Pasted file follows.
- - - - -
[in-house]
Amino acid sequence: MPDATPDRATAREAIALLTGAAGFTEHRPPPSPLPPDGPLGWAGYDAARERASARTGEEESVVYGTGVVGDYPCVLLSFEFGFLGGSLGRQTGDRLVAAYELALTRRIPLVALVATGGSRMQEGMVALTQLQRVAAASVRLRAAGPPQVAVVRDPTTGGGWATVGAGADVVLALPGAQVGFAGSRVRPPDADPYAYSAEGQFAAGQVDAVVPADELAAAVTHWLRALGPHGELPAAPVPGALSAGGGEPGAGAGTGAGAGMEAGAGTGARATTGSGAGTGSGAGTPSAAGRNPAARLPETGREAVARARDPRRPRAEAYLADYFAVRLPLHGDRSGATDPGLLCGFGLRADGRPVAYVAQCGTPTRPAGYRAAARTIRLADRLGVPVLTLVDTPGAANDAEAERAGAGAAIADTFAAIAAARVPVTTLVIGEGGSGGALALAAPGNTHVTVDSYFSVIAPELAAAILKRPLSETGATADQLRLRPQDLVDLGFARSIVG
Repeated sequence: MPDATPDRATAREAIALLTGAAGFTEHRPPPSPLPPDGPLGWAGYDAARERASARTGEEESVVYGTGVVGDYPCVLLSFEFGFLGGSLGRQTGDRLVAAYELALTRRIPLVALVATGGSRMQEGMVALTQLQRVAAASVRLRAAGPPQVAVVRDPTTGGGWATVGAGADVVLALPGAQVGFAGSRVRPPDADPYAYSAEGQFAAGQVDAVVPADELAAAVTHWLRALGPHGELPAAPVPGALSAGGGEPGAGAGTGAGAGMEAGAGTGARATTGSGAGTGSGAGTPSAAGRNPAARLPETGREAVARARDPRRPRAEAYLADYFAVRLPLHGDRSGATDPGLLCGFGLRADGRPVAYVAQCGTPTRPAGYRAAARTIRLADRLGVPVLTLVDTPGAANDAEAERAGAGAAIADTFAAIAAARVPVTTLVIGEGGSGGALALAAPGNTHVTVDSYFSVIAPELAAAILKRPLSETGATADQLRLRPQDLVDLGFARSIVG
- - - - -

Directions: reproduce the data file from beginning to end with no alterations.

[in-house]
Amino acid sequence: MPDATPDRATAREAIALLTGAAGFTEHRPPPSPLPPDGPLGWAGYDAARERASARTGEEESVVYGTGVVGDYPCVLLSFEFGFLGGSLGRQTGDRLVAAYELALTRRIPLVALVATGGSRMQEGMVALTQLQRVAAASVRLRAAGPPQVAVVRDPTTGGGWATVGAGADVVLALPGAQVGFAGSRVRPPDADPYAYSAEGQFAAGQVDAVVPADELAAAVTHWLRALGPHGELPAAPVPGALSAGGGEPGAGAGTGAGAGMEAGAGTGARATTGSGAGTGSGAGTPSAAGRNPAARLPETGREAVARARDPRRPRAEAYLADYFAVRLPLHGDRSGATDPGLLCGFGLRADGRPVAYVAQCGTPTRPAGYRAAARTIRLADRLGVPVLTLVDTPGAANDAEAERAGAGAAIADTFAAIAAARVPVTTLVIGEGGSGGALALAAPGNTHVTVDSYFSVIAPELAAAILKRPLSETGATADQLRLRPQDLVDLGFARSIVG
Repeated sequence: MPDATPDRATAREAIALLTGAAGFTEHRPPPSPLPPDGPLGWAGYDAARERASARTGEEESVVYGTGVVGDYPCVLLSFEFGFLGGSLGRQTGDRLVAAYELALTRRIPLVALVATGGSRMQEGMVALTQLQRVAAASVRLRAAGPPQVAVVRDPTTGGGWATVGAGADVVLALPGAQVGFAGSRVRPPDADPYAYSAEGQFAAGQVDAVVPADELAAAVTHWLRALGPHGELPAAPVPGALSAGGGEPGAGAGTGAGAGMEAGAGTGARATTGSGAGTGSGAGTPSAAGRNPAARLPETGREAVARARDPRRPRAEAYLADYFAVRLPLHGDRSGATDPGLLCGFGLRADGRPVAYVAQCGTPTRPAGYRAAARTIRLADRLGVPVLTLVDTPGAANDAEAERAGAGAAIADTFAAIAAARVPVTTLVIGEGGSGGALALAAPGNTHVTVDSYFSVIAPELAAAILKRPLSETGATADQLRLRPQDLVDLGFARSIVG